Michael Crichton books are hit and miss with me. Especially when the books are really dated, like Rising Sun. I’m sure it seemed more cutting edge and suspenseful in 1992. Even then I bet people thought it was sort of a rip off of Die Hard. Hollywood has learned how to take this basic plot outline and do it 100% better. Plus it’s full of racism against Japanese. The only reason to read this book in today’s world is if you really want to read through all of the Crichton collection.… (more)
LibraryThing member JBarringer
This book seems awfully extreme until you think about how the US pressures and controls other countries' internal affairs (or tries to). In any case, this book was written before events in Japan changed the power balance and put China in its place as the nation everyone is talking about as 'owning' the US. Some of the underlying messages in Crichton's book are great, though in typical Crichton fashion his messages tend to be delivered through inelegant, preachy, lecture style dialogue rather than more finely crafted, nuanced storytelling. If you can get past the irritation of being lectured at for ~400pgs, though, this was an entertaining and interesting book about Japanese culture and norms as they are perceived in the US, and about the ways that countries influence each other under the radar of popular press and mainstream media.… (more)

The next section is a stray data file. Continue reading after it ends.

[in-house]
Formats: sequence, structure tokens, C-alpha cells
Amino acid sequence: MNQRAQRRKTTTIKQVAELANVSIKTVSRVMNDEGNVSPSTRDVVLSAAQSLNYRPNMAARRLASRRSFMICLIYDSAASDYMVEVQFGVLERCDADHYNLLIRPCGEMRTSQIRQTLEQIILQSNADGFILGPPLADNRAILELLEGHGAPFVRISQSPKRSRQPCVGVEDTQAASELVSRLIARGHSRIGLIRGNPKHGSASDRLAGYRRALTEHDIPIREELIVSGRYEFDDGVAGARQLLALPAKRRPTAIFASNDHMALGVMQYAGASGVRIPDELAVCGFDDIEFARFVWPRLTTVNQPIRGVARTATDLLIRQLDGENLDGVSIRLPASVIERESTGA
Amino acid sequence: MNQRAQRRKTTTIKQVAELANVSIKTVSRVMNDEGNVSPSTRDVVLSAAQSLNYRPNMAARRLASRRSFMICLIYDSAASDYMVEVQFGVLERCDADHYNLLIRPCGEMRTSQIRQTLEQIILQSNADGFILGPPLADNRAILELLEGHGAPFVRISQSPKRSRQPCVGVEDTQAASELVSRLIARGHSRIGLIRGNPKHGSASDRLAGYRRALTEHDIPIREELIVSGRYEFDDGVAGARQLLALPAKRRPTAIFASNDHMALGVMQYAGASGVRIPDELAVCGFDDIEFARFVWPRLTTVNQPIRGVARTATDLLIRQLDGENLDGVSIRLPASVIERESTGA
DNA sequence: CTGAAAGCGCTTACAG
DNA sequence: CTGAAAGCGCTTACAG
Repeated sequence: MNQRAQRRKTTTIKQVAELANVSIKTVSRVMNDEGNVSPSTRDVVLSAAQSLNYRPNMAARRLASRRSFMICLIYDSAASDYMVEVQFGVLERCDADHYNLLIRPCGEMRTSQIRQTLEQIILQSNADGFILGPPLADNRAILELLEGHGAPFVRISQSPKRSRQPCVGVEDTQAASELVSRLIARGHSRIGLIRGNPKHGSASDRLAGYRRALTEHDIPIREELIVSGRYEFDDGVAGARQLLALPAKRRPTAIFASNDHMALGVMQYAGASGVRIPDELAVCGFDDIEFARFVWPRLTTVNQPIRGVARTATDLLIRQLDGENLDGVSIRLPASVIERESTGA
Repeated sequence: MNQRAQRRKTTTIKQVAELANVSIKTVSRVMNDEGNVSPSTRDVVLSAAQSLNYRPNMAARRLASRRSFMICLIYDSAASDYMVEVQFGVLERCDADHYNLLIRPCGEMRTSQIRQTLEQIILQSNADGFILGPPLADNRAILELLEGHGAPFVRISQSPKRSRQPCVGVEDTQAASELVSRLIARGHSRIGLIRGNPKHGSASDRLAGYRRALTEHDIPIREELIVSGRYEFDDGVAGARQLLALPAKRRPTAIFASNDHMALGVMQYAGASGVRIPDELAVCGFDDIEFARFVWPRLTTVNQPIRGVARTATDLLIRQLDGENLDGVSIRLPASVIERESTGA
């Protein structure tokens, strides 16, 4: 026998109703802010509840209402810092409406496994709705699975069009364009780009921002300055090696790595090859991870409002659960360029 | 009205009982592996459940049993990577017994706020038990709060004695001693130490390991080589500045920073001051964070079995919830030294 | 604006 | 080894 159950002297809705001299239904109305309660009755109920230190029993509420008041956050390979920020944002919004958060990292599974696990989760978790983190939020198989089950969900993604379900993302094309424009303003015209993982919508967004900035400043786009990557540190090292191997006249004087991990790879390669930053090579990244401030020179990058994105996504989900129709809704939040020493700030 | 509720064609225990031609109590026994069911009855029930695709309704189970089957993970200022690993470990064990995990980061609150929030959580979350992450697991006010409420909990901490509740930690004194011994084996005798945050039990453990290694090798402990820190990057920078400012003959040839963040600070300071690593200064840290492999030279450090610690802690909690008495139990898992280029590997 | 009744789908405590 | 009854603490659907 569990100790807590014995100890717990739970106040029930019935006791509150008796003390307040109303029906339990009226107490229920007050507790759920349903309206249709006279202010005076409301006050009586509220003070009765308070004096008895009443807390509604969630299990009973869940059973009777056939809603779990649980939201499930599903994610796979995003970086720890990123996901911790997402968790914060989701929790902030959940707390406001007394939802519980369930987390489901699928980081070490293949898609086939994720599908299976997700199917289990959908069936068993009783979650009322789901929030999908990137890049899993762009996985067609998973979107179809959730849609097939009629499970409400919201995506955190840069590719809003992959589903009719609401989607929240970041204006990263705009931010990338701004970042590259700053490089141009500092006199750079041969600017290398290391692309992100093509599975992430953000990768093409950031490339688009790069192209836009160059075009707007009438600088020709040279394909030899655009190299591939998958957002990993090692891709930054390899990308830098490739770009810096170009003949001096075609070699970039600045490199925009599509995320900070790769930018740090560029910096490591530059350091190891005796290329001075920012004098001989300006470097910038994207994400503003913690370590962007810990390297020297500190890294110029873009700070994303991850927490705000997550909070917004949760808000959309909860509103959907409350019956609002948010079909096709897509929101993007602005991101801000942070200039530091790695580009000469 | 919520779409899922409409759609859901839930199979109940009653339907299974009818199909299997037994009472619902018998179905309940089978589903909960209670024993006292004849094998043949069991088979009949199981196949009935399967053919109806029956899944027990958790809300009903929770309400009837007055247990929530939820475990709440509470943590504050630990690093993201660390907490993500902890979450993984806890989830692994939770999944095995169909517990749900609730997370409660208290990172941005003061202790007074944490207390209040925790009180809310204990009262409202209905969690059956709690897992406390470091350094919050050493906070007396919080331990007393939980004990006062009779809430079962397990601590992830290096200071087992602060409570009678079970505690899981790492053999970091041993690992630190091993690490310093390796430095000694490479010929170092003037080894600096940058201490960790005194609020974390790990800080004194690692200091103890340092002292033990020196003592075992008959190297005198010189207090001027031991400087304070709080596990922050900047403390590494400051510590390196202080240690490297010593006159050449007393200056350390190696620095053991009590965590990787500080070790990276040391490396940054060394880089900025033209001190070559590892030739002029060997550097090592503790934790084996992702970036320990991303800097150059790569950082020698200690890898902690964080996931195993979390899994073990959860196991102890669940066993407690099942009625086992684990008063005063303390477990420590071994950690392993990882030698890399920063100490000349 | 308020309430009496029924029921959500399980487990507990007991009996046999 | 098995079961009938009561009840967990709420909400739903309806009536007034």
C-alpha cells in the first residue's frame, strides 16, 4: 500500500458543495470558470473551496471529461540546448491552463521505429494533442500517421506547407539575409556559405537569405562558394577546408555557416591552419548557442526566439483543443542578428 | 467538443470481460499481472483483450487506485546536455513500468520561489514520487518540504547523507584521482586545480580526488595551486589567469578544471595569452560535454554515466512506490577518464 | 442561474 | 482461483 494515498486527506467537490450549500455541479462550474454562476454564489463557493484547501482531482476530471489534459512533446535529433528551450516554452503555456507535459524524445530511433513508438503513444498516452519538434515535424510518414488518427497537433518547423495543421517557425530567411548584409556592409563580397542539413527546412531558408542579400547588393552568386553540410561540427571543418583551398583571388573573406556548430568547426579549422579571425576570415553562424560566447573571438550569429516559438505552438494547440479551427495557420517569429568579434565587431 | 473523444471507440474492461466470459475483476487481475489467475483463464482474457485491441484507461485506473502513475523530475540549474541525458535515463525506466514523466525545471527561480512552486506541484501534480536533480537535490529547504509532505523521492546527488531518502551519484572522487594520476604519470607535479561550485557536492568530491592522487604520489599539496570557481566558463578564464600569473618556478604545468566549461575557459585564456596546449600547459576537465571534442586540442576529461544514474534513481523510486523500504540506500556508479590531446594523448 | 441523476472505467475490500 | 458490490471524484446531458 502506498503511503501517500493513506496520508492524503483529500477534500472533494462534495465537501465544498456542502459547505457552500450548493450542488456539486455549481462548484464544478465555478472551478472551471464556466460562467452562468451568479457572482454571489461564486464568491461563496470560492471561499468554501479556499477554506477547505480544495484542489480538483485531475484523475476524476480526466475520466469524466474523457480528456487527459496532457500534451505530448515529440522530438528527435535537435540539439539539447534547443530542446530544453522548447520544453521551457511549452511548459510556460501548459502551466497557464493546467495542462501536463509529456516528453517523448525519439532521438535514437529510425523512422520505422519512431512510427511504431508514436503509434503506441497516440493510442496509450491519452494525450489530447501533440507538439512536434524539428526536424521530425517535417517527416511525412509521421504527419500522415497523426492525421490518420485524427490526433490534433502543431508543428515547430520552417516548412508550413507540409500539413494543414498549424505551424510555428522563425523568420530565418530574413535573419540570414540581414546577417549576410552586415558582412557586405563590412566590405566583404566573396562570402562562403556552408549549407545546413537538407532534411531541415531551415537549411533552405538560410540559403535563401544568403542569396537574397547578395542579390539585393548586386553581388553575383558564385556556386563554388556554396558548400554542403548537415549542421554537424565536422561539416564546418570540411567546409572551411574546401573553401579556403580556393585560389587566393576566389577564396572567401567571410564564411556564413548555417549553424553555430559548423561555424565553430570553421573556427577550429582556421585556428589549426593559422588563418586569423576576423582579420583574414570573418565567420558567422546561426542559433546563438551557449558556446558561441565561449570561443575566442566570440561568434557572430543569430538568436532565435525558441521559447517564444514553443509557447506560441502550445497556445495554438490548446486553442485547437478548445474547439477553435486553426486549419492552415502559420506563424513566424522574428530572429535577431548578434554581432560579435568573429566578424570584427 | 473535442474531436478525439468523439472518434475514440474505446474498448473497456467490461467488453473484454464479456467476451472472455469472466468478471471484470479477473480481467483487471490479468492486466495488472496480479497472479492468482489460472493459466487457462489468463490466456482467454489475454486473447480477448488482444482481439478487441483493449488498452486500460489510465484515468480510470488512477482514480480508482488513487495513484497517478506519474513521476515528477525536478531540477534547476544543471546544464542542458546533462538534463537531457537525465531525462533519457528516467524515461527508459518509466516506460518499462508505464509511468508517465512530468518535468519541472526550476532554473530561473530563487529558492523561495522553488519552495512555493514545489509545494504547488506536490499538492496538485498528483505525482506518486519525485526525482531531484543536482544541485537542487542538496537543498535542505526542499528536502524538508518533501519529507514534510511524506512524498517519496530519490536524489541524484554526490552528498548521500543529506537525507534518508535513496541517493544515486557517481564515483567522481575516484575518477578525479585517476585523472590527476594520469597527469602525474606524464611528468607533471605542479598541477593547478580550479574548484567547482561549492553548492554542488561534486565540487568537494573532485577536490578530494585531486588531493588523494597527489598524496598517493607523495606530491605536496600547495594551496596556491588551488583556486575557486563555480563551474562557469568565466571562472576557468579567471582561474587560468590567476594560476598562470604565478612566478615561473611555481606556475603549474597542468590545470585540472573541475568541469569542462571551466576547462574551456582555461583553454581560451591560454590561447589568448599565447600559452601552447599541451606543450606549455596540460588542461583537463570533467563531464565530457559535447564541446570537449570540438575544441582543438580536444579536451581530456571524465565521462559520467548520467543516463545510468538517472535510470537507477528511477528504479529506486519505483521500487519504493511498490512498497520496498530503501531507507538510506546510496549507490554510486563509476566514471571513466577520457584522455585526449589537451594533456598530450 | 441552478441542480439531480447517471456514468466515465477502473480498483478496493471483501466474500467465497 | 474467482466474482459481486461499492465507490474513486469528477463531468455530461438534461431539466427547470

LibraryThing member neverstopreading
The story is entertaining, but much of the propaganda and Japanese fear-mongering is dated. However, a lot of the economic and trade talk sounds like something that could come from Trump surrogates.
LibraryThing member Steve_Walker
Interesting plot. Sadly this book was hyped as the novel describing the concern over Japan as an industrial power. Well, Michael Crichton has been gathered to his fathers, and the hype-machine, like a child with AD/HD has turned to another 600 million other issues. Not a bad summer read. The movie with Sean Connery was pretty good too.… (more)
LibraryThing member AliceAnna
Written in 1992, this book was very dated in its plot. Crichton was heavy handedly warning about how the Japanese were rapidly taking over the U.S. Well, the Japanese economy ended up imploding and now the Chinese are taking over. I wonder if he'd be surprised. The plot was pretty good, good characters but it got far too bogged down in the minutiae of Japanese business and culture so it was a slow read at times.… (more)